domingo, 18 de junio de 2017

Cancer Precision Medicine: Why More Is More and DNA Is Not Enough. - PubMed - NCBI

Cancer Precision Medicine: Why More Is More and DNA Is Not Enough. - PubMed - NCBI

 2017 Jun 9. doi: 10.1159/000477157. [Epub ahead of print]

Cancer Precision Medicine: Why More Is More and DNA Is Not Enough.


Every tumour is different. They arise in patients with different genomes, from cells with different epigenetic modifications, and by random processes affecting the genome and/or epigenome of a somatic cell, allowing it to escape the usual controls on its growth. Tumours and patients therefore often respond very differently to the drugs they receive. Cancer precision medicine aims to characterise the tumour (and often also the patient) to be able to predict, with high accuracy, its response to different treatments, with options ranging from the selective characterisation of a few genomic variants considered particularly important to predict the response of the tumour to specific drugs, to deep genome analysis of both tumour and patient, combined with deep transcriptome analysis of the tumour. Here, we compare the expected results of carrying out such analyses at different levels, from different size panels to a comprehensive analysis incorporating both patient and tumour at the DNA and RNA levels. In doing so, we illustrate the additional power gained by this unusually deep analysis strategy, a potential basis for a future precision medicine first strategy in cancer drug therapy. However, this is only a step along the way of increasingly detailed molecular characterisation, which in our view will, in the future, introduce additional molecular characterisation techniques, including systematic analysis of proteins and protein modification states and different types of metabolites in the tumour, systematic analysis of circulating tumour cells and nucleic acids, the use of spatially resolved analysis techniques to address the problem of tumour heterogeneity as well as the deep analyses of the immune system of the patient to, e.g., predict the response of the patient to different types of immunotherapy. Such analyses will generate data sets of even greater complexity, requiring mechanistic modelling approaches to capture enough of the complex situation in the real patient to be able to accurately predict his/her responses to all available therapies.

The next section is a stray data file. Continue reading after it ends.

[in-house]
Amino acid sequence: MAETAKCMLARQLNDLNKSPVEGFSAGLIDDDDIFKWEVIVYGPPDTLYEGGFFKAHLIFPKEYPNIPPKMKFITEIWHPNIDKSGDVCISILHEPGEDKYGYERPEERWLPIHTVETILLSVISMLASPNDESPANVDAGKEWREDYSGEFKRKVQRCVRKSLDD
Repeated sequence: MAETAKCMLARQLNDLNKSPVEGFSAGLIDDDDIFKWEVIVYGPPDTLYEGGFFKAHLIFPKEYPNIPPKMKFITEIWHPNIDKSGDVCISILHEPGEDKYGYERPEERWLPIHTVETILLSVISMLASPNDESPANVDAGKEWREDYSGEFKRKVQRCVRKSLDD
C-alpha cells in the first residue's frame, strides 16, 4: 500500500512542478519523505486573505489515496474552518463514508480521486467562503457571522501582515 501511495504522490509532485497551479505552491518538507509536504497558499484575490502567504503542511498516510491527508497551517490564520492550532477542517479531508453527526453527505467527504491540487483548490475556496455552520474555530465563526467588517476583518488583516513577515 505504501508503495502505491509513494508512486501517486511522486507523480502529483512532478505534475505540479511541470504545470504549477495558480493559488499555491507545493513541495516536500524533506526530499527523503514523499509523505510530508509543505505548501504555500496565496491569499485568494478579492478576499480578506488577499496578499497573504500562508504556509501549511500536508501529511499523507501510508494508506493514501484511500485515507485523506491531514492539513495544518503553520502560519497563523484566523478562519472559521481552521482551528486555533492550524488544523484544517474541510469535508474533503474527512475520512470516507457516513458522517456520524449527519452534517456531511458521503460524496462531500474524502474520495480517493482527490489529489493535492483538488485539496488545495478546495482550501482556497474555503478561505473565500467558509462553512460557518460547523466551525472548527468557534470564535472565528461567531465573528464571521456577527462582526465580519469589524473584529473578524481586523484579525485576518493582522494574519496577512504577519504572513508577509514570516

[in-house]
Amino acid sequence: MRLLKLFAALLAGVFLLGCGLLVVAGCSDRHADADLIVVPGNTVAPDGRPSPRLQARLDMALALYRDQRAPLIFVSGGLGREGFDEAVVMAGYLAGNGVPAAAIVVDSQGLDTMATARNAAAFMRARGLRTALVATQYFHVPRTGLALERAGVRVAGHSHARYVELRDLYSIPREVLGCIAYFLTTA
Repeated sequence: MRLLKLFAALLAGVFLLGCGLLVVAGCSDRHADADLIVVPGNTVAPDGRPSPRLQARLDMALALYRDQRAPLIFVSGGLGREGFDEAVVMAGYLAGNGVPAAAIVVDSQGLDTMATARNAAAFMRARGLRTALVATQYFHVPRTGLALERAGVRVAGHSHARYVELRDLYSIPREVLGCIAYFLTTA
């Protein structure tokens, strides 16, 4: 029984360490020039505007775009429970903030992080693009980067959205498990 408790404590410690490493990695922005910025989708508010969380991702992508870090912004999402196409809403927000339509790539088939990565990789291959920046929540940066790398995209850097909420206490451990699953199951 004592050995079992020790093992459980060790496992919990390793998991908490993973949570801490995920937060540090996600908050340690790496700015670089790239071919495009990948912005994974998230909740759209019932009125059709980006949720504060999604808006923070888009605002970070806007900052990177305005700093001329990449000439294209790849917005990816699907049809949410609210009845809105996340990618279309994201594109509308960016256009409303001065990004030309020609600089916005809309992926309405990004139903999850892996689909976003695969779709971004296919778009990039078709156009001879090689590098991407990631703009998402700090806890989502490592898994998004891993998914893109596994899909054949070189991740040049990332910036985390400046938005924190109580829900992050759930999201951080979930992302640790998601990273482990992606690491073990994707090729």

Comprehensive molecular tumour analysis; Drug response; Molecular characterisation; Molecular pathology; Molecular tumour board; Next-generation sequencing; Personalised medicine; Precision medicine; Precision medicine first; Tumour heterogeneity


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